For Ratuli Sahis, life as a marginal farmer was difficult. She had to balance her house-hold work with her on-off work as a land labourer.magic-2 That was the only way she could support her big family. Swadhina’s help to her in the form of a pair of goats came as a boon to her. Now she has a comfortable life by Animal Reaing with goats and hens as her source of income. She has managed to repair her dilapidated house and is able to afford school education for her children.
magic-3Being the third among her seven siblings, Tapati’s life was a story of a never-ending drudgery – bringing in unending buckets of water from the local tap, washing huge pile of utensils and washing clothes from dawn to mid-noon. However, being offered a chance by Swadhina, she enrolled for a Batik Handicraft Training course of three months in her locality. Diligently, she took out time from her busy schedule to attend the classes. At the end of the course she became so well versed with the intricacies of the craft that she began to get offers from different boutiques. She now is a permanent staff in a renowned fashion boutique in New Delhi. She has evolved herself from the ashes of her drudgery to be an empowered, young woman.

magic-4It is the Christmas Season once again. It is the time of gifts and merrymaking. So, this time why not Gift a Magic ? ‘Gift a Magic’ is a gift that would bring in a positive change in the lives of those who are deprived of the privilege of a better life and livelihood. It is a gift that empower women and children themselves-belonging to the extreme marginalised sections of the society located in Purulia (West Bengal), East Singbhum (Jharkhand), Mayurbhanj (Odisha), East Champaran (Bihar) and Kanyakumari (Tamil Nadu) through our organisation, SWADHINA. Your support can go a long way to bring in a postive change in the lives of many more Joyce, Ratuli or Tapati. It would help us help people like them have a better life and living; it would help us enlighten the light of magic in their lives! This Christmas, let there be light in the life of little Joyce !

There are three activities that you can help support:
* Support a Rural School – Good Hope School : US$ 50 / € 50 / £ 45
(School Dresses/Shoes-Socks/Books/Copies/Sweaters for 5 students)

* Support Skill Training Programme for Rural Women: US$ 50 / € 50 / £ 45
(Skill Training for 5 Young Rural Women )

* Support for providing Animal Resources to MarginalFarmer Women: US$ 50 / € 50 / £ 45
(Animal Support in the form 20 ducks/ hen or 1 goat each for 5 women)

You can send your donation through A/c Payee Cheque issued in the name of : SWADHINA and mail it to : Swadhina, 34/C Bondel Road, Kolkata 700019, India.

Also, please share this Appeal with your friends and dear ones so that they too may take part in this joy of sharing a perfect CHRISTMAS GIFT !.

CLICK HERE TO KNOW MORE ABOUT US
E-mail: swadhina_org@yahoo.com mainoffice.swadhina@gmail.com

Literacy Jatha:March at a Tribal Village for Literacy Promotion

Literacy “Jatha”- a “Jatha” is a March in which certain action is also accomplished along the way. Some times ago we, an NGO group organised a Literacy Jatha in a tribal village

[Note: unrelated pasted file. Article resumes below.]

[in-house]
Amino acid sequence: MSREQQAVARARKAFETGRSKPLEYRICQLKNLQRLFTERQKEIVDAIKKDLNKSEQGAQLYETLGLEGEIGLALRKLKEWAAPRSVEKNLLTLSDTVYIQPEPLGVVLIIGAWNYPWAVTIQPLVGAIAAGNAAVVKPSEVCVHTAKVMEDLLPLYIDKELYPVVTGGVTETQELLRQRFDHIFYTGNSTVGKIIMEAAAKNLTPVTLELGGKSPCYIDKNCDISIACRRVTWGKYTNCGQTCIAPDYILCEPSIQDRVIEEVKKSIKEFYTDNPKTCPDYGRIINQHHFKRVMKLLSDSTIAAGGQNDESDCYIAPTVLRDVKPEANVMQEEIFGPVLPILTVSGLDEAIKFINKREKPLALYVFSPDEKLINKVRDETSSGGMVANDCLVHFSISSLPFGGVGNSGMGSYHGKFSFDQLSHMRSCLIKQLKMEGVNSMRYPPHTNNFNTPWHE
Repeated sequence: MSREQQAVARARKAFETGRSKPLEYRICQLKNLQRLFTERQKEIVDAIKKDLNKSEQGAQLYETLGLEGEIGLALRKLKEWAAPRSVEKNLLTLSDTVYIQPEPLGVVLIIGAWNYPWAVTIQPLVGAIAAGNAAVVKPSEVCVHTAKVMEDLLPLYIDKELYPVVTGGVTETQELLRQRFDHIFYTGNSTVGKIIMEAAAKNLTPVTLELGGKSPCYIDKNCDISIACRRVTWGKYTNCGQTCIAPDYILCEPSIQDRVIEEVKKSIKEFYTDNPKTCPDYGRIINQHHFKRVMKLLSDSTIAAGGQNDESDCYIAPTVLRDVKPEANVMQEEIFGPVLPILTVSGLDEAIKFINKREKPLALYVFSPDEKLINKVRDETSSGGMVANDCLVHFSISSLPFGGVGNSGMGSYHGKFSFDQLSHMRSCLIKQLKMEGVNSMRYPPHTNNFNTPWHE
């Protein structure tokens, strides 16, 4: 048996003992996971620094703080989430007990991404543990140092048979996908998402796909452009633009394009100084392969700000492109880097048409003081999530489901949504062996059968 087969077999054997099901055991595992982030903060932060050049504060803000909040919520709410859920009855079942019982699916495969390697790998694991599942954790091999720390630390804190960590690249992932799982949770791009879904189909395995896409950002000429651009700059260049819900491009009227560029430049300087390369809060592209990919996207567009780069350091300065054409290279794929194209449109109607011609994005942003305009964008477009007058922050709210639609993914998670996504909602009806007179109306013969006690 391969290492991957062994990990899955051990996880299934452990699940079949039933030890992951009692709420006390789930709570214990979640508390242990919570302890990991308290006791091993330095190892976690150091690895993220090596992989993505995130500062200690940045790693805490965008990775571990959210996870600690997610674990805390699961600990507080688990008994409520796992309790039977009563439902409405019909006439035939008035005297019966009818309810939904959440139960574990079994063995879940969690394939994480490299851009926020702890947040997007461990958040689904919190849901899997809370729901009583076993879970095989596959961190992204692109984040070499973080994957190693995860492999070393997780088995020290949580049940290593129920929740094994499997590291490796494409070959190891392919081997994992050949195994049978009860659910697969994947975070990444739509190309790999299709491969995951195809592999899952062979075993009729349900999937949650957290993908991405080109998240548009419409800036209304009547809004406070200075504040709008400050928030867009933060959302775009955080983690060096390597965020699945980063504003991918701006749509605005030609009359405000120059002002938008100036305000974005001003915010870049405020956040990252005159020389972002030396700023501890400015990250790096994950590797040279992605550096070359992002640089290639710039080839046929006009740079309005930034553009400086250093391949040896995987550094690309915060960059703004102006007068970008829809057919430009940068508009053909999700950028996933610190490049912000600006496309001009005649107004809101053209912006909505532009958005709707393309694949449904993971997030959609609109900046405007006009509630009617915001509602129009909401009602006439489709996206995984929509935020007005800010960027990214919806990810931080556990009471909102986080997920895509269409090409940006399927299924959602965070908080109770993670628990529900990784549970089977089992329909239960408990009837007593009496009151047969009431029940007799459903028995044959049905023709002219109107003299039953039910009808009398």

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picture-326called “Majhidih”. The basic objective of the March was to spread awareness on the need to have a minimum literacy for all, and, also to teach women of the village ‘how to sign their names’. Since this was organised by an NGO working for women’s empowerment, the stress was to cover women in the village. Most of the women did know how to sign their names even. We were stressing on this because these days, they need to put their signatures for various reasons i.e. to open a Bank Account, to get govt. benefit schemes to become an effective member of Self Help Group and so on.

picture-319Majhidih literary means a Santhal Village i.e.” Majhi” means Santhal tribe, and, “dih” means a village.  This village is located amidst East Singbhum region of Jharkhand state in India. Jharkhand meaning “The Forest Land”, is a new state. There was a long time demand from the local Tribals – the Adivasis that they be given a separate state.  We are working in villages here on women and children development programmes since inception of this state.

Spending the night before at our camp office at Bondih we set out for the Majhidih village early morning in two bikes and a few bicycles. We also asked our village volunteers from neighbouring villages to assemble at the Majhidih village. It took about half an hour to reach the village for our bikes.  The cyclists also made it within that time limit, since they took short cut passage through forest. It was summer, the area is chronically drought prone, there was scorching heat emanating from the stony road, even though it was still early in the morning.

After reaching the village we made two teams. The men in the team were given the task of writing awareness slogans on the walls. The Santhal houses have mud walls, but, they are kept very clean and neat by pasting coloured mud regularly.There is particiularly a red soil available in the hills here which look very beautiful on walls.

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Writing on Wall: “I Want Education”

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“Must Learn How to Sign My Name”

The women in our team, joined by other village volunteers, took the charge of teaching signature writing to the village women.

Our March or the Jatha began.  While we took charge of the wall writing, the women, in small teams entered a few huts on both sides of the village road. The villagers were too enthusiastic to participate in this learning process. It was nice to see that while the women were busy trying to write their signatures on the paper, the menfolk in the house took care of the children. ( a rare scenario in Indian village context where bringing up a child is solely vested on women)

Once a cluster of 4 to 5 huts covered, the Jatha marched forward. At times we, the graffiti team were lagging behind to complete the our paint-brush task.

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The only reason I was treated differently was my tummy !